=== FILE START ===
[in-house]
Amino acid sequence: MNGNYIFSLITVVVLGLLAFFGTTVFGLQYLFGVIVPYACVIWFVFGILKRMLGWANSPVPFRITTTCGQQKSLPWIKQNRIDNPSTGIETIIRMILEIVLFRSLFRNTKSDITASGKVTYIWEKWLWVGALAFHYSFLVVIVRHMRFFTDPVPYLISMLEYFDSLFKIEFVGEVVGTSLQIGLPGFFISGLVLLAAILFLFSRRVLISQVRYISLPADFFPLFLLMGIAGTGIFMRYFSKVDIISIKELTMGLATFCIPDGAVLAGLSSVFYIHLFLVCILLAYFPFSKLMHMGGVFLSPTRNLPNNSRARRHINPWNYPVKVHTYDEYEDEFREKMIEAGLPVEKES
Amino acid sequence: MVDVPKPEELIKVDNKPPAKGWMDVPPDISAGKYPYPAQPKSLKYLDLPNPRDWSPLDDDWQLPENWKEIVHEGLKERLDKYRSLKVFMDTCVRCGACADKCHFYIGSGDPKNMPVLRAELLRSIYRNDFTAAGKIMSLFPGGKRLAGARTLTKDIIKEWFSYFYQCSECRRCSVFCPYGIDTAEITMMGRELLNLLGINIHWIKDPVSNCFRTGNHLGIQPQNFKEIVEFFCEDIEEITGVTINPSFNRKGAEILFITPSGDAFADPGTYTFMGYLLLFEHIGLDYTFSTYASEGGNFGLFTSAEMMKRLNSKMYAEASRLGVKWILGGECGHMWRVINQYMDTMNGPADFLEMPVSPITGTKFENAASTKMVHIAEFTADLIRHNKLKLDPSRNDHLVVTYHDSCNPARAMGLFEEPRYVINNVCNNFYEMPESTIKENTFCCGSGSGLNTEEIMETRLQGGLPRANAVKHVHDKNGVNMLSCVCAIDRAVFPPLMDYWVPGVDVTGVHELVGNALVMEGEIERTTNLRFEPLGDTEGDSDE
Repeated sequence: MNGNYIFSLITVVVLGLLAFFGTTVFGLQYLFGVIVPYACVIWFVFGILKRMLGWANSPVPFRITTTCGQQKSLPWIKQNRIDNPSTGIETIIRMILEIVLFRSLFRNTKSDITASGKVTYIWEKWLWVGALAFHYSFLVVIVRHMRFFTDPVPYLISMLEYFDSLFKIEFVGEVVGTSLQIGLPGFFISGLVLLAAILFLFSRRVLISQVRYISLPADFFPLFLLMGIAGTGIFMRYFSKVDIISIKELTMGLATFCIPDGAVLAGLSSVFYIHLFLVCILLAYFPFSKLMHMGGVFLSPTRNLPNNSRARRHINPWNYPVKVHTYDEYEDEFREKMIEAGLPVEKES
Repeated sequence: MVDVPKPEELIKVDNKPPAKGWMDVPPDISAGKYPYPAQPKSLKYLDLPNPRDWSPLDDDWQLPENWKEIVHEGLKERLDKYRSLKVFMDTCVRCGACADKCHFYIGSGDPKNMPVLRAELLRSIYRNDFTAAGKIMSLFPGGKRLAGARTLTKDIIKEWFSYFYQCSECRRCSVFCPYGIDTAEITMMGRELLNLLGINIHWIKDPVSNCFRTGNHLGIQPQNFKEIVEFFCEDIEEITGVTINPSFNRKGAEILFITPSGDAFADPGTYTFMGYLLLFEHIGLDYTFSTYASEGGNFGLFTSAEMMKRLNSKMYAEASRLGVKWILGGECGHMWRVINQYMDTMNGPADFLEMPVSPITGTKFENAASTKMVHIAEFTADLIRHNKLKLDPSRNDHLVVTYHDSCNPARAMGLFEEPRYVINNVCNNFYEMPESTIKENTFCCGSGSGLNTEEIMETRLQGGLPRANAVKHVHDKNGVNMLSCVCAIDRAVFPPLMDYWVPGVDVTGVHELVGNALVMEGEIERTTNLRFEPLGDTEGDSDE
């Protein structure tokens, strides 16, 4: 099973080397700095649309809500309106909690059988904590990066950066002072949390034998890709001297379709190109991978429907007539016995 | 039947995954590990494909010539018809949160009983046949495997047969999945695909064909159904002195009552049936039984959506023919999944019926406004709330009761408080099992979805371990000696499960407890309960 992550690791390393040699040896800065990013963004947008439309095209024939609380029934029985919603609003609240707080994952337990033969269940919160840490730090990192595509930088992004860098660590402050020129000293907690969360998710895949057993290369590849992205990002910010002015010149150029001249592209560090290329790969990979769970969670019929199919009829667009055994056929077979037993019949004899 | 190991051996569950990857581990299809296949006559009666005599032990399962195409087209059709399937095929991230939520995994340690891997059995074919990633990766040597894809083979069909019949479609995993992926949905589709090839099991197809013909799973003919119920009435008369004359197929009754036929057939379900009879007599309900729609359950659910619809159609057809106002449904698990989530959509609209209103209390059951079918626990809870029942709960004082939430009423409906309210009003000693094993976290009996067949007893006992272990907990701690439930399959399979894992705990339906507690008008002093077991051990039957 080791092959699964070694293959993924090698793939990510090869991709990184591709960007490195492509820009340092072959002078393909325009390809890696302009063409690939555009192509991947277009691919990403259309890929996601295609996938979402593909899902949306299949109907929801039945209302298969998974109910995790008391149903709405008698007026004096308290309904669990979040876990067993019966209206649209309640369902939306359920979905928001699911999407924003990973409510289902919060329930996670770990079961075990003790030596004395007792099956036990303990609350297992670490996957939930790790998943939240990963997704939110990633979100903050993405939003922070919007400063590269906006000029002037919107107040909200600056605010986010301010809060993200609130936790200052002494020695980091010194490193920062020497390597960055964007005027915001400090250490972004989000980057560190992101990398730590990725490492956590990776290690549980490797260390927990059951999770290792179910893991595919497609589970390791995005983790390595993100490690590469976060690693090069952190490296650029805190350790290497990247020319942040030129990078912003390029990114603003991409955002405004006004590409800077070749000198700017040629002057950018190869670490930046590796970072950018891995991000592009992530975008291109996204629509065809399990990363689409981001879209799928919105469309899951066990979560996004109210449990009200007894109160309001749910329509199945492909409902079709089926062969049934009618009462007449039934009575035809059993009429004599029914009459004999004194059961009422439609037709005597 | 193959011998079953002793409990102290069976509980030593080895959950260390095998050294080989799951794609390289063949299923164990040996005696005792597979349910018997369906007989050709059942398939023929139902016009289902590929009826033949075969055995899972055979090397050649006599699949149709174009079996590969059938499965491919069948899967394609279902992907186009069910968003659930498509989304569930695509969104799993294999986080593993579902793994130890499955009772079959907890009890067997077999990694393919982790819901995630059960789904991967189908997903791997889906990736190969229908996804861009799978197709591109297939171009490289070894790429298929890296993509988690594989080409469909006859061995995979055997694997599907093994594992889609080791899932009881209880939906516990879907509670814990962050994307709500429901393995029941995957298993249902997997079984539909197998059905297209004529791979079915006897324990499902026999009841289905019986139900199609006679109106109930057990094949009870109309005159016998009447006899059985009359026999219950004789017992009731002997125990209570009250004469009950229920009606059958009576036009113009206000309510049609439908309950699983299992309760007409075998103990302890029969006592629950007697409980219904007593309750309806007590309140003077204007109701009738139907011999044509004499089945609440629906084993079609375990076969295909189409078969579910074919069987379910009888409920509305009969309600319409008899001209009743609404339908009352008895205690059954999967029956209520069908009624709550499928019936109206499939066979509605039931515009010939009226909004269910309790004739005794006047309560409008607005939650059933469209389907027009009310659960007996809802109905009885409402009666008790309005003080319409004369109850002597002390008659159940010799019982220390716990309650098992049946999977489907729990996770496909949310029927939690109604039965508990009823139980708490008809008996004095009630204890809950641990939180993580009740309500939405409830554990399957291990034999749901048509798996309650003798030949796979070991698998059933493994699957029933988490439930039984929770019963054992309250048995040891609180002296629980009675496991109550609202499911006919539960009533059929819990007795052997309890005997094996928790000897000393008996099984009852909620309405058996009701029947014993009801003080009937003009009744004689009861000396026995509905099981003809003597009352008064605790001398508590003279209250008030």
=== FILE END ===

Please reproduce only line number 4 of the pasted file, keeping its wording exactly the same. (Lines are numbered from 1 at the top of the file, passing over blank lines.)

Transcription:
Repeated sequence: MNGNYIFSLITVVVLGLLAFFGTTVFGLQYLFGVIVPYACVIWFVFGILKRMLGWANSPVPFRITTTCGQQKSLPWIKQNRIDNPSTGIETIIRMILEIVLFRSLFRNTKSDITASGKVTYIWEKWLWVGALAFHYSFLVVIVRHMRFFTDPVPYLISMLEYFDSLFKIEFVGEVVGTSLQIGLPGFFISGLVLLAAILFLFSRRVLISQVRYISLPADFFPLFLLMGIAGTGIFMRYFSKVDIISIKELTMGLATFCIPDGAVLAGLSSVFYIHLFLVCILLAYFPFSKLMHMGGVFLSPTRNLPNNSRARRHINPWNYPVKVHTYDEYEDEFREKMIEAGLPVEKES